Let us make data management easier with the help of linked data and the DATEX format.

Do you not know what this means?

Do not worry, we will explain this to you by giving an example!

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Hi! I’m Anna. My friend John and I just arrived in Ghent and we are in quite a hurry to find a parking spot!


On my phone, I can install apps which show me information about parking sites in for instance Brussels and Ghent

But the parking app for Ghent does not work on my phone


John has apps for all the cities he frequently visits but they clutter his phone


Would it not be great if developers could include more data in their apps without too much effort for their specific use case?


There's an easy solution!

Linked data is a way to easily structure all the data that is being published.

When all the data is published as linked data, a developer can gather and combine it!


This will result in apps for each device that can give a complete overview of the parkings in different cities !

Now John and I can find the parking spot way quicker and enjoy Ghent longer!

Let us dive into two preferred ways to publish data



To add machine-readable data with JSON-LD to a webpage, the first step is defining what data to send. We will now create a JSON file that can be embedded in a page.

To be able to read the definitions of all the terms it is necessary to provide context. Providing context in JSON-LD is done with the @context-tag, in which prefixes or vocabularies are defined. We will use a dtx prefix for the DATEX vocabulary.

The next part is defining the type of the data. In our case we will set a parking site. Following our vocabulary this is defined as dtx:ParkingSite.

Following that step it is possible to provide all of the data. By browsing through the vocabulary it is possible to find relevant terms. Let us try this by dragging the correct terms on this JSON:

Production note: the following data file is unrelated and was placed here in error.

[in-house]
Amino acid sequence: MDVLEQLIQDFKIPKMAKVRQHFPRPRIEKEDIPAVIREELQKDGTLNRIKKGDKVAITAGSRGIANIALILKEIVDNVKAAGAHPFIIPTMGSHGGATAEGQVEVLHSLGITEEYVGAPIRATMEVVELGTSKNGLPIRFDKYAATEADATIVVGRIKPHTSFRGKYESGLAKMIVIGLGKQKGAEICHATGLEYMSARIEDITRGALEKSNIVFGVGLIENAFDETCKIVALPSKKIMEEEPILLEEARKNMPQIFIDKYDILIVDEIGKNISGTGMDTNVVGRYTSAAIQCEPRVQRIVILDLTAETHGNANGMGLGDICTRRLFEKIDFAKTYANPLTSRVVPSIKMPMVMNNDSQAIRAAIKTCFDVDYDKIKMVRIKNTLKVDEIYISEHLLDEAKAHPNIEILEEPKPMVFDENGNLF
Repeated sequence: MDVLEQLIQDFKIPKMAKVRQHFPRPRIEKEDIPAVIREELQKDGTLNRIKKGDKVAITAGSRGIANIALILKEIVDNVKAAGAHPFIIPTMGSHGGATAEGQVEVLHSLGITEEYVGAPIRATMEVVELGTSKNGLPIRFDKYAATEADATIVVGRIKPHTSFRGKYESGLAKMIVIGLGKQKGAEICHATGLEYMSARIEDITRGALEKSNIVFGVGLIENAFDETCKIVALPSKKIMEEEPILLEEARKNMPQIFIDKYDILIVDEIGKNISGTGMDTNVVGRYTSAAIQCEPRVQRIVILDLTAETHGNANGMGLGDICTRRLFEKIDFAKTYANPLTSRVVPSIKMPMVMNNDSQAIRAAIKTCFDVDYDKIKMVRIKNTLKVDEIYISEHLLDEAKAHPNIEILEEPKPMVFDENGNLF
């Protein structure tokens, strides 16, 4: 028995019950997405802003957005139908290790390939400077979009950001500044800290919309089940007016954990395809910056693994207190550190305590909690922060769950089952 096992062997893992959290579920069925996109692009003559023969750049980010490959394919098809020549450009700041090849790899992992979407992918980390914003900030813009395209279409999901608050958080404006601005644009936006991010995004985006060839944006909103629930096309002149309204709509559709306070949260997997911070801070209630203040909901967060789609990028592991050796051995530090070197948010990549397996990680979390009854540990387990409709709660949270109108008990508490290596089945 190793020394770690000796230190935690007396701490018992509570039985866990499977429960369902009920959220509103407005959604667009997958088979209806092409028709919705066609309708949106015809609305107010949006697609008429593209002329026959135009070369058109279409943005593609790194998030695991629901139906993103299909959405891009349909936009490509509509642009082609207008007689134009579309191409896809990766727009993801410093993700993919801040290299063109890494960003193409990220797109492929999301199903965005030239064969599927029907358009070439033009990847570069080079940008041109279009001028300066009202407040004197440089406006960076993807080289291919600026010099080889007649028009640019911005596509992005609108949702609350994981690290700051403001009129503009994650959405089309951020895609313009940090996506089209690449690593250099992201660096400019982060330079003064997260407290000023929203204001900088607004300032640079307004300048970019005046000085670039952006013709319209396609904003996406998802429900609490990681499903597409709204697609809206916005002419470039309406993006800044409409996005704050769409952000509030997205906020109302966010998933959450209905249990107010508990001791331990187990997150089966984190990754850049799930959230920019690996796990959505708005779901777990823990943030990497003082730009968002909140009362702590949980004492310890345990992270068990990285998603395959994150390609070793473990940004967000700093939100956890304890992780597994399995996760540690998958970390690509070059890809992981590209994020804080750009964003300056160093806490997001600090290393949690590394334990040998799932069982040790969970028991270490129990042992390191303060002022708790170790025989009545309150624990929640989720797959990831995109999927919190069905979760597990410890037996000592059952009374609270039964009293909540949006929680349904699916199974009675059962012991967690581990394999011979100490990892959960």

Finally you should put the data in a script-tag with type application/ld+json.

Drag the values to their places

  "name": "Parking Schoondracht",
  "addresss": "Cataloniëstraat 4",
  "city": "9000 Ghent",
  "longitude": "51.053865",
  "latitude": "3.722578",
  "tel": "0032497466234",
  "descr": "P16 Gent: Schoondracht",
  "occupied": 150,
  "capacity": 450

see your progress here

Implementing RDFa into HTML

The first step in adding rdfa to your existing html page is by defining the correct prefix(es).

In our case we are adding one prefix for DATEX, you do this by inserting a prefix attribute into the html tag. <html prefix="dtx:vocab.datex.org/terms#">

The next step is defining a resource (a URI which contains the relevant data that specifies the parking site). Our data is contained on the same page and thus we will use a relative link. <article resource="#parking">

Our data is a parking site, in DATEX this is called a ParkingSite. To signify this we will add <article resource="#parking" typeof="dtx:ParkingSite">.

Data is more then a resource alone, it contains several properties. These specify the exact data that #parking has.

To find what properties are possible we will look at our vocabulary and add the properties like this for example <p property="dtx:parkingName">Pj's awesome parking!</p>

To make things easier for you we have searched for the correct properties in this case

  • dtx:parkingName
  • dtx:parkingSiteAddress
  • dtx:parkingLocation
  • dtx:contactDetailsTelephoneNumber
  • dtx:parkingDescription
  • dtx:parkingSpaceOccupied
  • dtx:totalCapacity

You can try this out here:

fill in the attributes explained in the above section

RDFa play